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Using Always Encrypted with Entity Framework 6

Entity Framework 6 was not designed from the start to work with the Always Encrypted feature of SQL Server 2016. However, a lot of effort has gone into making the feature work as transparently as possible with existing code. This article explores the limitations you will need to work around and the potential issues you should be aware of if you need to make your application based on Entity Framework 6 work with a database containing encrypted columns.


Database Schema Creation 

Database First and Code First from existing database

The “EF Designer from database” and “Code First from database” workflows can be used to create a model from a database containing encrypted columns without issue, however EF does not store any additional metadata about encrypted columns. From EF perspective encrypted columns look like regular columns. This means that EF can’t handle encrypted columns in any special way – for instance produce different queries when encrypted columns are involved.

In order to create a new EntityDataModel:

  • go to Solution Explorer
  • right click on the project -> Add -> New Item…
  • choose ADO.NET Entity Data Model
  • follow Entity Data Model Wizard as shown below




Code First – Migrations

Migrations will require substantial tweaking – Entity Framework is not aware of the Column Master Keys and Column Encryption and has no way to model them, so this needs to be compensated by user.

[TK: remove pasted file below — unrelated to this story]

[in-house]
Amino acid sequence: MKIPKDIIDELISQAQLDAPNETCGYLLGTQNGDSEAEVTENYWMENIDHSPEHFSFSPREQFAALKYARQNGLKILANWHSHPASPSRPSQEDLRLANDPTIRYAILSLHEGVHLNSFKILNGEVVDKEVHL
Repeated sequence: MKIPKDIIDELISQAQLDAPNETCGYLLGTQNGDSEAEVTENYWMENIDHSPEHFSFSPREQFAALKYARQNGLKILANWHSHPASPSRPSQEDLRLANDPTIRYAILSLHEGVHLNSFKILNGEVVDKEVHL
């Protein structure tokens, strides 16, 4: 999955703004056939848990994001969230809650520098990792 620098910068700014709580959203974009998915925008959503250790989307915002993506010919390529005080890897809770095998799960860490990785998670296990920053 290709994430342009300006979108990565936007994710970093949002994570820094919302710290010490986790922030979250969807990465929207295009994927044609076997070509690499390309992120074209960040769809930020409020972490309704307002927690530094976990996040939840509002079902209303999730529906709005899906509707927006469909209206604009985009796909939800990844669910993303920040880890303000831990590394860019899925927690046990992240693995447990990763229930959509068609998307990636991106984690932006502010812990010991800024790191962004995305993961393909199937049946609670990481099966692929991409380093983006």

Suggested solution:

  1. Create database Column Master Keys, Column Encryption Keys, schema etc. outside Entity Framework (e.g. by using SQL Server Management Studio). More information about this can be found here:
  2. Create Entity Framework model
  3. Enable-Migrations
  4. Add-Migration
  5. Remove encrypted properties from the migration code
  6. Add ALTER TABLE calls to add encrypted columns
  7. Update-Database

Example of the Up() migration method could look like this:

Code used to manually add encrypted columns is as follows:



Automatic migrations should be disabled as it will always try to create columns without information about encrypted columns. They can be disabled using the following code snippet:

 public sealed class MyConfiguration : DbMigrationsConfiguration<AlwayEncryptedContext>